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    Necessary in a democratic society

    Module 9: National Security

    Most cases involving national security restrictions tend to be decided based on necessity.  One area where restrictions may fall down is if they are overbroad.  This was the issue in the before the UNHRCtte in the case of Mukong v Cameroon.  Albert Mukong was a journalist and author who had spoken publicly, criticising the president and Government of Cameroon.(1) He was arrested twice under a law that criminalised statements “intoxicat[ing] national or international public opinion.”

    The government justified the arrests to the UN Committee on national security grounds.  The Committee disagreed, finding that laws of this breadth that “muzzled advocacy of multiparty democracy, democratic tenets and human rights” could not be necessary.(2)

    The African Commission on Human and Peoples’ Rights (ACHPR) has taken similar positions.  In Constitutional Rights Project and Civil Liberties Organisation v Nigeria, opponents of the annulment of the 1993 presidential elections, including journalists, had been arrested and publications were seized and banned.(3) The African Commission said that no situation could justify such a wholesale interference with freedom of expression.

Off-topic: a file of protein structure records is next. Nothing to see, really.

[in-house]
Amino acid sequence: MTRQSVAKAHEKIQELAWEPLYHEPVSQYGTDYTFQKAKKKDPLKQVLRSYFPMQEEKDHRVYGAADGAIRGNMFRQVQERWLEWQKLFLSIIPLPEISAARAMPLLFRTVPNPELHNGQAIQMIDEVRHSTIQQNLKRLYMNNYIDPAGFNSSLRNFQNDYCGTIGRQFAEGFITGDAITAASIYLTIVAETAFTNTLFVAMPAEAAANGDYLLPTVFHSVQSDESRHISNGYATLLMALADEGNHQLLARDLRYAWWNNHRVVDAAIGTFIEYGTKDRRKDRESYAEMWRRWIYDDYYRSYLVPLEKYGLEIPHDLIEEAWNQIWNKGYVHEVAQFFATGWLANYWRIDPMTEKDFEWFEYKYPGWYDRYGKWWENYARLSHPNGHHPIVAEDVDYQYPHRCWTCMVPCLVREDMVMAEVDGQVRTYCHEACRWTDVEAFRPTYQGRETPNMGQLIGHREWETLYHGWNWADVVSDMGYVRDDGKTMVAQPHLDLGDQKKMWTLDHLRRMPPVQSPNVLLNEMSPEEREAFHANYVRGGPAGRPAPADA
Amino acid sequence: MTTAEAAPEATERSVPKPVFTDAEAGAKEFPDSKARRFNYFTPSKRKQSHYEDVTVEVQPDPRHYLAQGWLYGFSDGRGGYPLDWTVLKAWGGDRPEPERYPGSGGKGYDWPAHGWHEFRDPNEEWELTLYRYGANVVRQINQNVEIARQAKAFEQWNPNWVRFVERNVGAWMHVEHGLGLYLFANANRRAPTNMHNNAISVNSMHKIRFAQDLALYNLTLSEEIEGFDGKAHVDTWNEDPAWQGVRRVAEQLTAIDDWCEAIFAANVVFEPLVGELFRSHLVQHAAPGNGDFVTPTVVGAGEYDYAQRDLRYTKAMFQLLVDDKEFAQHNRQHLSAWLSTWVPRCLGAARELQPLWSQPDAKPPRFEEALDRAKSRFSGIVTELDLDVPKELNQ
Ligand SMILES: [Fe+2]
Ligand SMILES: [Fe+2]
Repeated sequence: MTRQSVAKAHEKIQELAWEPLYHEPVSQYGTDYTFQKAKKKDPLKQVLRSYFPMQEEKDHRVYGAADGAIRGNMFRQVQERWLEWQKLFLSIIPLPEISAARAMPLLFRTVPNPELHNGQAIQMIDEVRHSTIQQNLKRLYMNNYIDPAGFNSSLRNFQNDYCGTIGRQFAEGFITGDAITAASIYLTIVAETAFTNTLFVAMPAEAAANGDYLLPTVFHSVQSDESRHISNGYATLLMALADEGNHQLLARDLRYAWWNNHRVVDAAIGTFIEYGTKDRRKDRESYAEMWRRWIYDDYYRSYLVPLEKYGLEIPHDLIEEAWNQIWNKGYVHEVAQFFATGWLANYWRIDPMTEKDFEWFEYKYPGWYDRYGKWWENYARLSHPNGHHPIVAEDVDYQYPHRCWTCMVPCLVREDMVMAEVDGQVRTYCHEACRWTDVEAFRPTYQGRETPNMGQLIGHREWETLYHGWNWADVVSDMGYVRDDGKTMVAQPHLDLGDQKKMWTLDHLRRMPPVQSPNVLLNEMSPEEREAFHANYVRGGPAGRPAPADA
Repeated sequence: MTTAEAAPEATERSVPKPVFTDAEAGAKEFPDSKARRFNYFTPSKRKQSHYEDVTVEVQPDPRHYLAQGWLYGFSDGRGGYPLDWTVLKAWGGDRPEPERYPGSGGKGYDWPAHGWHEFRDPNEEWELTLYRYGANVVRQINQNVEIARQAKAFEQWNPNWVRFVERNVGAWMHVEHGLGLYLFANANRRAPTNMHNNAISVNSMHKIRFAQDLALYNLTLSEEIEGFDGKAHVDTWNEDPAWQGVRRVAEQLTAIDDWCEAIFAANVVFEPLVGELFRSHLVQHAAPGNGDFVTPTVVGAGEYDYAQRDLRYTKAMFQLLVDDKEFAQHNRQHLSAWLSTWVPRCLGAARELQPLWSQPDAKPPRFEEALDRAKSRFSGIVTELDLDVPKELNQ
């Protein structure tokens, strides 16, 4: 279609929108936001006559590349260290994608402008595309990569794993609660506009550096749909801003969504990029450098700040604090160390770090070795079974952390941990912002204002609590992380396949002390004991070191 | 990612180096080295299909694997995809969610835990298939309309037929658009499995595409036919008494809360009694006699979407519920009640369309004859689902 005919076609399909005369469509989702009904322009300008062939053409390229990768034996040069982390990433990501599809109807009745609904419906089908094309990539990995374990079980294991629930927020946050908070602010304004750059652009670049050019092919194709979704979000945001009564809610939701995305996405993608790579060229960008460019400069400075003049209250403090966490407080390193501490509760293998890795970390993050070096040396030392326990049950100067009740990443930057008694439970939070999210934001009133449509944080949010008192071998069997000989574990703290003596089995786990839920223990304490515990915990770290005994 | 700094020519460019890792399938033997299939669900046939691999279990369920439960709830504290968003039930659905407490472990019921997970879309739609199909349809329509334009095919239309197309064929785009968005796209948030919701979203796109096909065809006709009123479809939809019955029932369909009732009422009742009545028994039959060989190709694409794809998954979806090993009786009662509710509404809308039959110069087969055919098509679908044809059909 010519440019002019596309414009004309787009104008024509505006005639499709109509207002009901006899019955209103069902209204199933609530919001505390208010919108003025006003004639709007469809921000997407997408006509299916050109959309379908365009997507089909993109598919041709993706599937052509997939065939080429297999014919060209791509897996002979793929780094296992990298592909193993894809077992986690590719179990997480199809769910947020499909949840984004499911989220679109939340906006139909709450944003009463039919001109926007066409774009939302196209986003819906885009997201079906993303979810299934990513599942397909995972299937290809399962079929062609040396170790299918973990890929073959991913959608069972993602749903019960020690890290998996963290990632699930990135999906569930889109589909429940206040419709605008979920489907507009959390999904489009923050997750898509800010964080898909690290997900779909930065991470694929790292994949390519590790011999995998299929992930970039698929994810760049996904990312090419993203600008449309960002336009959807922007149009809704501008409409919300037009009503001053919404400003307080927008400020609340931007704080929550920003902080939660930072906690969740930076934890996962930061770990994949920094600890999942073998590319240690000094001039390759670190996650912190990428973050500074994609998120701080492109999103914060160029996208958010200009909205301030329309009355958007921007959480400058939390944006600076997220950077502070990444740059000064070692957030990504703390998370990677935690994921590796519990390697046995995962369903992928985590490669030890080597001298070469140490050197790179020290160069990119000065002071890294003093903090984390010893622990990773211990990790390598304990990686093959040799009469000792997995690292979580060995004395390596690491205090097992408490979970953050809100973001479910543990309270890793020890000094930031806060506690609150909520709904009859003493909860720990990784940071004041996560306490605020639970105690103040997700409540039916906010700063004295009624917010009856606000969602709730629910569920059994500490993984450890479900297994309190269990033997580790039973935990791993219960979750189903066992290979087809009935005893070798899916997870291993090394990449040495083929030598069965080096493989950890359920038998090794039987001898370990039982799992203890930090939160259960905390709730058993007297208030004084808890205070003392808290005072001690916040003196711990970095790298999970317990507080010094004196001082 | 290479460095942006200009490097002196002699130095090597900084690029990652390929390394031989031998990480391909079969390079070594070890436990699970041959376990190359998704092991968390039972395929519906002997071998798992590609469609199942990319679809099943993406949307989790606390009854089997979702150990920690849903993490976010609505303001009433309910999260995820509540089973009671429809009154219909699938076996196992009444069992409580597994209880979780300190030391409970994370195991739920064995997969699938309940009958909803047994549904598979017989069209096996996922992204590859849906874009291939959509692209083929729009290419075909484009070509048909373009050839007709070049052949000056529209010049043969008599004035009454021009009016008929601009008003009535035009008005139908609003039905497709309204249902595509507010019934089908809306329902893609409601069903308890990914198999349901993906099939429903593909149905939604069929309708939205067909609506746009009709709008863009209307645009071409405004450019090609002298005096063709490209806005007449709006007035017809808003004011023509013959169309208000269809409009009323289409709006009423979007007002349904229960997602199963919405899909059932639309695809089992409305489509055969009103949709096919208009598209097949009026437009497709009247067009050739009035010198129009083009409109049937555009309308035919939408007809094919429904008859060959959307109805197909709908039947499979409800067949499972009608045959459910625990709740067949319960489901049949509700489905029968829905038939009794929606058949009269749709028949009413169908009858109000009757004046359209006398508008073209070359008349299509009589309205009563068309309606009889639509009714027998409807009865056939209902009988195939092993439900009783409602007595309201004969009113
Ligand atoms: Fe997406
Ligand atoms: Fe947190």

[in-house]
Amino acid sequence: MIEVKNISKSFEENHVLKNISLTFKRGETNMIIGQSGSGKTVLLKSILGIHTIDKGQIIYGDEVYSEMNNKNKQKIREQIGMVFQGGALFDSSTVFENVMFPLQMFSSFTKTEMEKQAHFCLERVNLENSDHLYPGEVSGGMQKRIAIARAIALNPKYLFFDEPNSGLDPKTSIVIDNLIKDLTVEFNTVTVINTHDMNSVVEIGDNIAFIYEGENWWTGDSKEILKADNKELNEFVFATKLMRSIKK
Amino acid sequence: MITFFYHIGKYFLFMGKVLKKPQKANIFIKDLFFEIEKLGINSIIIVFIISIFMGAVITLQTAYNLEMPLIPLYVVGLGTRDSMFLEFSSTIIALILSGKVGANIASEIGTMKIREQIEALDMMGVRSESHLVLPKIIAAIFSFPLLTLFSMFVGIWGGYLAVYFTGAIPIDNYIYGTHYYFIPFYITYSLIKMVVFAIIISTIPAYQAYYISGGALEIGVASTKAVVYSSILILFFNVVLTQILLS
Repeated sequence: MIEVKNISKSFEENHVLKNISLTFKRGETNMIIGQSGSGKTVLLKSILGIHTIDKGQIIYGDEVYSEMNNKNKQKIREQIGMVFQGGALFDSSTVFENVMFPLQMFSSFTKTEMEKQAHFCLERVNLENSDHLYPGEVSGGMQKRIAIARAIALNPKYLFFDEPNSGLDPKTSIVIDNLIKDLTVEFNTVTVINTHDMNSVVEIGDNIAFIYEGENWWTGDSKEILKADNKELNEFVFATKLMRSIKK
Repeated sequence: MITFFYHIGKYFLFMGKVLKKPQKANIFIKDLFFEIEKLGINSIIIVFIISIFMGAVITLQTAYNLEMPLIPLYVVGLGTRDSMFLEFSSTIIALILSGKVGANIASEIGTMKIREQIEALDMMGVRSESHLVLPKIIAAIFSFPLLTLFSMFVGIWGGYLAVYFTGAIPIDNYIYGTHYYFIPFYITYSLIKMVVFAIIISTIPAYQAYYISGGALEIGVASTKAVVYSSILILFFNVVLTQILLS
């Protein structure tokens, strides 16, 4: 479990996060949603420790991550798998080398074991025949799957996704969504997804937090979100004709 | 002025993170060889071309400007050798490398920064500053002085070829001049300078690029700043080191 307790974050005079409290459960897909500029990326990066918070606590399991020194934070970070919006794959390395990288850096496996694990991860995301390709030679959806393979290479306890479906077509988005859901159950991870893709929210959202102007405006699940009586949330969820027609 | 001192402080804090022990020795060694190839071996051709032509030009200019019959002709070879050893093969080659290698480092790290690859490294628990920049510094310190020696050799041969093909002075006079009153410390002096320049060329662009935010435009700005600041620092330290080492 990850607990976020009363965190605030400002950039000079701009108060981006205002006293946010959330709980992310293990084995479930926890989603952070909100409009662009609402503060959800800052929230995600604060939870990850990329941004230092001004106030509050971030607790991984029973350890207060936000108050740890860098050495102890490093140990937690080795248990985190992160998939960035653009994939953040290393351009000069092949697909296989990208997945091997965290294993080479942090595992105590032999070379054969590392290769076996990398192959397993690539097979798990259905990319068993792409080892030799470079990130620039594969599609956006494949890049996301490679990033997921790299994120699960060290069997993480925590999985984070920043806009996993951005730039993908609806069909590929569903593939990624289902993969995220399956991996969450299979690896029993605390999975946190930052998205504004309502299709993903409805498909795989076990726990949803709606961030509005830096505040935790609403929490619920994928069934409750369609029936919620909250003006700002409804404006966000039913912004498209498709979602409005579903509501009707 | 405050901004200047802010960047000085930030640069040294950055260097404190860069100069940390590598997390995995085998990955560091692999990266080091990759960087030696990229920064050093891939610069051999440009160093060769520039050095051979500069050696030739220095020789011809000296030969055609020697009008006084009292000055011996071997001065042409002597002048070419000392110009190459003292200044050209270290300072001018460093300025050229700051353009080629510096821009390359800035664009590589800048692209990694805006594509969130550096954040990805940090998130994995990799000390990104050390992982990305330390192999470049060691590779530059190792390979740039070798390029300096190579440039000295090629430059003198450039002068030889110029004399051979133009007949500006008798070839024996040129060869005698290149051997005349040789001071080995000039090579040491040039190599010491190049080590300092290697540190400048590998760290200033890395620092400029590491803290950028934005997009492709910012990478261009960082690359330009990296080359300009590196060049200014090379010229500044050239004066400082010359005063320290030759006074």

Various bodies have found that the burden is on the government to show that a restriction on freedom of expression is necessary.  Courts have also insisted that there must be a close nexus between the restricted expression and actual damage to national security or public order.

    In CORD v Republic of Kenya, the Kenya High Court eloquently explained the fundamental nature of human rights, and that they are not to be regarded as transitory:

    “It must always be borne in mind that the rights and fundamental freedoms in the Bill of Rights are not granted by the State and therefore the State and/or any of its organs cannot purport to make any law or policy that deliberately or otherwise takes away any of them or limits their enjoyment, except as permitted by the Constitution.  They are not low-value optional extras to be easily trumped or shunted aside at the altar of interests perceived to be of greater moment in moments such as this.”(4)

    Footnotes

    1. United Nations Human Rights Commission, Communication No. 458/1991 (1994) (accessible at: http://hrlibrary.umn.edu/undocs/html/vws458.htm). Back
    2. Id at para 9.7. Back
    3. African Commission on Human and Peoples’ Rights, Communication No. 102/93 (1998) (accessible at: https://africanlii.org/afu/judgment/african-commission-human-and-peoples-rights/1998/2). Back
    4. High Court of Kenya, Petition no.628 of 2014 (2015) (accessible at: http://kenyalaw.org/caselaw/cases/view/106083/). Back